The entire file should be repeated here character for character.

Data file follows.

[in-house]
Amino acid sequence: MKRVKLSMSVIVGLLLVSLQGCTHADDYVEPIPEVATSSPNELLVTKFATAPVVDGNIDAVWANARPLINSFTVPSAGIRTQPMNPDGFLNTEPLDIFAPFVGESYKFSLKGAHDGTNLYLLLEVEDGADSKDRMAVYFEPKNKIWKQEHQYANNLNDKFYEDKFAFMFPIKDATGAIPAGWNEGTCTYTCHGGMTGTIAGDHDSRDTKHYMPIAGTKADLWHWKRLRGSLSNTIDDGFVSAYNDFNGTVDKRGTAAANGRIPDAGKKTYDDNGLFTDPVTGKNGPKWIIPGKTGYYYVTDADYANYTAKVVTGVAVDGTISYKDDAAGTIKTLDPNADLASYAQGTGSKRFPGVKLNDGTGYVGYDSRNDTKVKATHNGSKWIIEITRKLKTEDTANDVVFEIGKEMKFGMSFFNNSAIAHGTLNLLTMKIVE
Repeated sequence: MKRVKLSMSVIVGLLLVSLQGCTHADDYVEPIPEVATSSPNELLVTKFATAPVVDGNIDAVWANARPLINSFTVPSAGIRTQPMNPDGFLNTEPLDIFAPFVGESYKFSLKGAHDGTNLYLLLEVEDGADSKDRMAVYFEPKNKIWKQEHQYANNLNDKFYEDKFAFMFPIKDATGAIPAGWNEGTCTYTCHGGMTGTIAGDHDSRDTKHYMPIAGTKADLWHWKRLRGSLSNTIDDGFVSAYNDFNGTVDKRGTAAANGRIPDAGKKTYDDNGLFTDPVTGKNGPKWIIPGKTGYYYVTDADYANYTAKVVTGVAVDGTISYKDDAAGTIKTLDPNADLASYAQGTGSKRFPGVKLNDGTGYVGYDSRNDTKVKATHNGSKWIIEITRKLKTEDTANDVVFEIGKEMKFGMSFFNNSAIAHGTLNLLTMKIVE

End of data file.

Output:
[in-house]
Amino acid sequence: MKRVKLSMSVIVGLLLVSLQGCTHADDYVEPIPEVATSSPNELLVTKFATAPVVDGNIDAVWANARPLINSFTVPSAGIRTQPMNPDGFLNTEPLDIFAPFVGESYKFSLKGAHDGTNLYLLLEVEDGADSKDRMAVYFEPKNKIWKQEHQYANNLNDKFYEDKFAFMFPIKDATGAIPAGWNEGTCTYTCHGGMTGTIAGDHDSRDTKHYMPIAGTKADLWHWKRLRGSLSNTIDDGFVSAYNDFNGTVDKRGTAAANGRIPDAGKKTYDDNGLFTDPVTGKNGPKWIIPGKTGYYYVTDADYANYTAKVVTGVAVDGTISYKDDAAGTIKTLDPNADLASYAQGTGSKRFPGVKLNDGTGYVGYDSRNDTKVKATHNGSKWIIEITRKLKTEDTANDVVFEIGKEMKFGMSFFNNSAIAHGTLNLLTMKIVE
Repeated sequence: MKRVKLSMSVIVGLLLVSLQGCTHADDYVEPIPEVATSSPNELLVTKFATAPVVDGNIDAVWANARPLINSFTVPSAGIRTQPMNPDGFLNTEPLDIFAPFVGESYKFSLKGAHDGTNLYLLLEVEDGADSKDRMAVYFEPKNKIWKQEHQYANNLNDKFYEDKFAFMFPIKDATGAIPAGWNEGTCTYTCHGGMTGTIAGDHDSRDTKHYMPIAGTKADLWHWKRLRGSLSNTIDDGFVSAYNDFNGTVDKRGTAAANGRIPDAGKKTYDDNGLFTDPVTGKNGPKWIIPGKTGYYYVTDADYANYTAKVVTGVAVDGTISYKDDAAGTIKTLDPNADLASYAQGTGSKRFPGVKLNDGTGYVGYDSRNDTKVKATHNGSKWIIEITRKLKTEDTANDVVFEIGKEMKFGMSFFNNSAIAHGTLNLLTMKIVE